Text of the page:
“Rogue Male” by Geoffrey Household: Knowing one’s place in the white male playground

This is my review of Rogue Male by Geoffrey Household.

⭐⭐⭐ 3 Stars

In this celebrated classic yarn, considered groundbreaking by some, an unnamed big game hunter gets arrested on the point of taking a pot shot at a character who is probably Hitler, it being 1939, miraculously escapes death after horrible torture and spends the rest of the novel evading recapture.

So much anonymity combining with the stiff upper lip of the “anarchical aristocrat” narrator, the story often has a clinical and detached quality. Although there are some nail-biting moments, the potential drama of the tensest scenes is often reduced by the use of reported speech. The minute details in which the narrator’s somewhat implausible projects are described also become tedious. I realise that this view may enrage those identifying with Robert Macfarlane who wrote the introduction for this edition, and clearly retains a nostalgic love for a tale which he lapped up when an imaginative schoolboy hungry for adventurous fantasy.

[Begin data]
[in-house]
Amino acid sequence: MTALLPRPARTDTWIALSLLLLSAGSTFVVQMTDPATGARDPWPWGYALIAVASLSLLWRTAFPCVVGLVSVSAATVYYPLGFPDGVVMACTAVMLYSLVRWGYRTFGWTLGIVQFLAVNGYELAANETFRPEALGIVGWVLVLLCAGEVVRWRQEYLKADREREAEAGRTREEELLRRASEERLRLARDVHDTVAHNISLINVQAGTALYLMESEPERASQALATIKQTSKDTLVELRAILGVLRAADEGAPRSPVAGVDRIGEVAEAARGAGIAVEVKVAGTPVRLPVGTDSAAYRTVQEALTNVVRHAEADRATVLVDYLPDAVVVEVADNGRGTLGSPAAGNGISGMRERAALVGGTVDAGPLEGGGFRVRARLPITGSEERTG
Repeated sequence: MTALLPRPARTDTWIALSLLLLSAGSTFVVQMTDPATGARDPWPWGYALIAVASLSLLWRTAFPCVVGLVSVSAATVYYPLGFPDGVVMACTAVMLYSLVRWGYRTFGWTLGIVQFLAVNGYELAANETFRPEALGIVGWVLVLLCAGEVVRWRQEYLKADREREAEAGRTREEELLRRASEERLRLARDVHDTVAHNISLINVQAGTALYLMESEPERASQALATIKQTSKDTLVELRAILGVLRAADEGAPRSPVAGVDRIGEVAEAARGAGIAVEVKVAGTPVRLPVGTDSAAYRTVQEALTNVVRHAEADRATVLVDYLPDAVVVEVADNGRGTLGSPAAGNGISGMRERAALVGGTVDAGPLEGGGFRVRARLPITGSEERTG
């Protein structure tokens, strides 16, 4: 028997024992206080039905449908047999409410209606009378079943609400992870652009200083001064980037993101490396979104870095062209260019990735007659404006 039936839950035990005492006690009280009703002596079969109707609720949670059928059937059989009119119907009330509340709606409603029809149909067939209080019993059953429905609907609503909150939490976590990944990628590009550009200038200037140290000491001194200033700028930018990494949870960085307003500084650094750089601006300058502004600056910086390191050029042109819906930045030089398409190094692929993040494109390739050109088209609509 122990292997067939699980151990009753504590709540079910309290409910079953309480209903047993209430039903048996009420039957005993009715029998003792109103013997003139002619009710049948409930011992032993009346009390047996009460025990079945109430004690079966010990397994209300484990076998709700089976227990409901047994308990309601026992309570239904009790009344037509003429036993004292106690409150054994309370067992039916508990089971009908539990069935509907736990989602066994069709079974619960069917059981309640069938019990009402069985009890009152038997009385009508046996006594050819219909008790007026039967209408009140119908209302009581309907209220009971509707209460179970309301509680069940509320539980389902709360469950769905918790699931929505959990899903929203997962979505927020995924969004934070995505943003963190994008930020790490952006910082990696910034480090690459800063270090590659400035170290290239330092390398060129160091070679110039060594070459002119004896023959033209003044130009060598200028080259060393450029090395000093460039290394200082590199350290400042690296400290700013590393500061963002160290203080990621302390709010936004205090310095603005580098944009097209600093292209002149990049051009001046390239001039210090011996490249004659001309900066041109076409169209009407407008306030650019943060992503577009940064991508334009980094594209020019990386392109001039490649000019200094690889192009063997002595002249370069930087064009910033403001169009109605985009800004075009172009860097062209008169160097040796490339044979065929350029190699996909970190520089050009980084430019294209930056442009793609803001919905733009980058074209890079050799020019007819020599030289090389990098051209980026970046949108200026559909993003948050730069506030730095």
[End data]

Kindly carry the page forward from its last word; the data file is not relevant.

For pages, all that kept my interest was spotting how the world has changed socially since 1939. Our forerunner of James Bond felt that man was not intended to travel at above 40 miles per hour, and was troubled by the litter from paper bags. What would he have made of plastic rubbish? His casual snobbery is jarring, as revealed in his complacent membership of “Class X” which he cannot quite define, because presumably it’s beneath a gentleman to do that. The helpful young man who belongs to “this new generation of craftsmen… definitely belongs in Class X ….but must learn to speak the part before being recognised by so conservative a nation”.

I had just decided to give up and skip the next book group meeting when, on page 126, our hero hits rock bottom with a striking description of the state to which he has been reduced: “Living as a beast, I had become as a beast”. The subsequent verbal sparring between the narrator and his pursuer not only proves that Household could do dialogue (so perhaps it’s a pity there isn’t more of it) but also clarifies the characters’ motivations.

Yes, it’s well-written with an eye for scenery, an evocation of a lost, unspoilt English countryside, conveys vividly the sense of being hunted, but is too dated and ludicrous for my taste.

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